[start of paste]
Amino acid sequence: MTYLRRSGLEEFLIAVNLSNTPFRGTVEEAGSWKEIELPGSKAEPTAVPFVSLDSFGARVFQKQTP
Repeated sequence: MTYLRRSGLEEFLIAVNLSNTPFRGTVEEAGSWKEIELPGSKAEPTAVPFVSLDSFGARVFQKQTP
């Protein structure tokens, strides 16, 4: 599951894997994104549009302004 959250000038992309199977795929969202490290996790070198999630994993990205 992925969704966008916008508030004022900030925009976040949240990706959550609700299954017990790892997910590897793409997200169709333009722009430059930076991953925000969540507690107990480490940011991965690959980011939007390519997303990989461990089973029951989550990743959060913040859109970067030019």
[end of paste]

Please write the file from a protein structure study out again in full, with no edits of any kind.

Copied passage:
Amino acid sequence: MTYLRRSGLEEFLIAVNLSNTPFRGTVEEAGSWKEIELPGSKAEPTAVPFVSLDSFGARVFQKQTP
Repeated sequence: MTYLRRSGLEEFLIAVNLSNTPFRGTVEEAGSWKEIELPGSKAEPTAVPFVSLDSFGARVFQKQTP
């Protein structure tokens, strides 16, 4: 599951894997994104549009302004 959250000038992309199977795929969202490290996790070198999630994993990205 992925969704966008916008508030004022900030925009976040949240990706959550609700299954017990790892997910590897793409997200169709333009722009430059930076991953925000969540507690107990480490940011991965690959980011939007390519997303990989461990089973029951989550990743959060913040859109970067030019």